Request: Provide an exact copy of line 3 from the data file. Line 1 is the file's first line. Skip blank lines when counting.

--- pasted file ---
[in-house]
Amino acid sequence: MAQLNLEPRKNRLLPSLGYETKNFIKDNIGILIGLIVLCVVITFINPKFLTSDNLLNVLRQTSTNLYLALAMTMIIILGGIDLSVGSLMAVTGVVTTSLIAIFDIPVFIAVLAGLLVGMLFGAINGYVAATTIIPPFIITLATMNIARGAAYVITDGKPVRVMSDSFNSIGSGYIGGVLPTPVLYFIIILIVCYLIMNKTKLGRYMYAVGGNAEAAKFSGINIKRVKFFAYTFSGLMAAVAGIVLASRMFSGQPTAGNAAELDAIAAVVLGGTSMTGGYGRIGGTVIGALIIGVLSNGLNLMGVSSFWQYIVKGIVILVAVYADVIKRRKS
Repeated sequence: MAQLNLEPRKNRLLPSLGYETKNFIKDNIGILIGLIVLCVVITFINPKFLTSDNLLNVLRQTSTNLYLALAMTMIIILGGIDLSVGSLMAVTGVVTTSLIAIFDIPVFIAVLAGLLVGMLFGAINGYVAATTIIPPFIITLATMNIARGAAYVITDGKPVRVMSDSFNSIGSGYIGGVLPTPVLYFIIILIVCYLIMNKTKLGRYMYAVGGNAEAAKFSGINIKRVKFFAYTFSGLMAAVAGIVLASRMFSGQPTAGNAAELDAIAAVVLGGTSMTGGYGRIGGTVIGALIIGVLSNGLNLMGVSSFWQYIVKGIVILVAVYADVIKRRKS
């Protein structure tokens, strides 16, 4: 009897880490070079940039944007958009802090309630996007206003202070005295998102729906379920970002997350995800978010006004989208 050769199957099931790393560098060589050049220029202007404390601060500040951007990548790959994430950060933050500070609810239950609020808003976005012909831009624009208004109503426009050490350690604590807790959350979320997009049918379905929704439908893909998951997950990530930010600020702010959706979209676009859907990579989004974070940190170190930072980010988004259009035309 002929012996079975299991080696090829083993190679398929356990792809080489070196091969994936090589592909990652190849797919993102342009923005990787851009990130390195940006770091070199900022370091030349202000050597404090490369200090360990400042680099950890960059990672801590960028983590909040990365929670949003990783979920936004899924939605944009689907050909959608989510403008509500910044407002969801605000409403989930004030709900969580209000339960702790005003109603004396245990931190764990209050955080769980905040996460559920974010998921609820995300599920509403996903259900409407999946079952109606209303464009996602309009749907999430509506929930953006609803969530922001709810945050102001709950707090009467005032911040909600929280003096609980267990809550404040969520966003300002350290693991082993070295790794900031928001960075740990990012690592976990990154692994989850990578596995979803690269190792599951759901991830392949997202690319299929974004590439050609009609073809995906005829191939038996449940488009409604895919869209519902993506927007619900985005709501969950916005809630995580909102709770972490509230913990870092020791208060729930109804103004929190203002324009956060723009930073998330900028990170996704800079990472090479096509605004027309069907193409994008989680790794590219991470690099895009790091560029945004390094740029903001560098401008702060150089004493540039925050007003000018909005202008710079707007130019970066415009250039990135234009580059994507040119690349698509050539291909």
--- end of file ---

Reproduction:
Repeated sequence: MAQLNLEPRKNRLLPSLGYETKNFIKDNIGILIGLIVLCVVITFINPKFLTSDNLLNVLRQTSTNLYLALAMTMIIILGGIDLSVGSLMAVTGVVTTSLIAIFDIPVFIAVLAGLLVGMLFGAINGYVAATTIIPPFIITLATMNIARGAAYVITDGKPVRVMSDSFNSIGSGYIGGVLPTPVLYFIIILIVCYLIMNKTKLGRYMYAVGGNAEAAKFSGINIKRVKFFAYTFSGLMAAVAGIVLASRMFSGQPTAGNAAELDAIAAVVLGGTSMTGGYGRIGGTVIGALIIGVLSNGLNLMGVSSFWQYIVKGIVILVAVYADVIKRRKS